Saturday night and I'm calling to cancel the escort? What's up with that? Why, it's Jewelry Master Twinkle Light, "the game kind of like a date!" Arika's latest release is a stripped down, 80 points priced version of its Jewelry Master Twinkle, released on December 26, 2009 for 400 points. Jewelry Master Twinkle is an excellent puzzle game which as its theme allows players to escort any of three girls on a date, "escorting" here meaning moving stuff around in a well to score points and avoiding a game over so that the date ends on a high note. The "Light" version that is the focus of this review is basically the same game without the extra two girls and difficulty modes available, offering players a mostly intact great puzzle game at a fraction of the cost.
Arika is a professional Japanese Developer formed from ex-Capcom employees founded by Akira Nishitani, who helped create Street Fighter II. Jewelry Master Twinkle Light exudes such professionalism with an attractive array of backdrops and modes. The game maintains a nice high score list, features an excellent in-game manual, saves replays of your games, and even includes a screen saver. Beyond the user interfaces, the game utilizes high resolution artwork to dress up its well-based puzzle gameplay, and while there's nothing particularly amazing about the display, Jewelry Master Twinkle is a solid looking puzzle game which manages to look terrific despite the pared down extraneous content of its higher priced sibling. A vertical well puzzle game leaves a lot of empty space on a widescreen display, and although the whole date theme may not appeal to everyone, it's a nice way to fill in that space with attractive graphics that complement the action without distracting the player.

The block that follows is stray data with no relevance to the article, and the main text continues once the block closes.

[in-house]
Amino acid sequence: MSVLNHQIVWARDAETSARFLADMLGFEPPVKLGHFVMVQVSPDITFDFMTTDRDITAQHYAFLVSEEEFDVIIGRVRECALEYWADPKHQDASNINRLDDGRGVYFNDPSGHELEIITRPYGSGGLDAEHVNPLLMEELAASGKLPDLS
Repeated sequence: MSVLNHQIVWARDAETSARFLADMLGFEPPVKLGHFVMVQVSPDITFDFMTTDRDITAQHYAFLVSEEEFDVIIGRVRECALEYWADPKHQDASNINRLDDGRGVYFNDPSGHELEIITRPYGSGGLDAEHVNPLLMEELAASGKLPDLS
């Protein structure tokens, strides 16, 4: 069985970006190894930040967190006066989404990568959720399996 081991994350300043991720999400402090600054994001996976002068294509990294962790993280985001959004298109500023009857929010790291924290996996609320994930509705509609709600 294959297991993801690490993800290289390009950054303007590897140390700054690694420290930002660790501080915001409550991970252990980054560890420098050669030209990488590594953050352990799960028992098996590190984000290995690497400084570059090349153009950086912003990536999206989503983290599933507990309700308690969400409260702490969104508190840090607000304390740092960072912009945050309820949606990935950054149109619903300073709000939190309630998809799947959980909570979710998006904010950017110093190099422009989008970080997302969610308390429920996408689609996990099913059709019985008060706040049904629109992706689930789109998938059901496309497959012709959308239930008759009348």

OK, that's nice and all, but what about the game? Jewelry Master is quite similar to Cleopatra Fortune, which is to say Tetris with other junk in the well. While the basic rules of Tetris apply, the goal of the game is to encase jewels within blocks. Pieces drop from the top of the screen in Tetris-style configurations made up of blocks, gems, or more often a combination of the two. A high score generally involves creating the largest possible gem and then sealing it away, but that can prove risky as it leaves players little room to manuever falling pieces around the screen. Clearing the screen of jewels increases the game's level and moves the "date" along, the girl chiming in with a new line of English dialogue and minute changes in facial expression. The date ends after 999 levels of jewel burying action, at which point the player's high score is recorded. Though the score system can be complex with lots of shifting pieces and colors to track, the game is perfectly enjoyable for any puzzle fan.
Jewelry Master Twinkle Light is easily worth the $1 asking price, but it's too bad that Arika didn't release the original at that price or even the $2.50 price point, because I don't think the full version offers enough over this "reduced" edition to see many players looking to upgrade. While it can't quite measure up to Cleopatra Fortune, Jewelry Master Twinkle Light is a very good game in its own right, offering more than enough gameplay to entice puzzle game fans regardless if they're familiar with this style of play.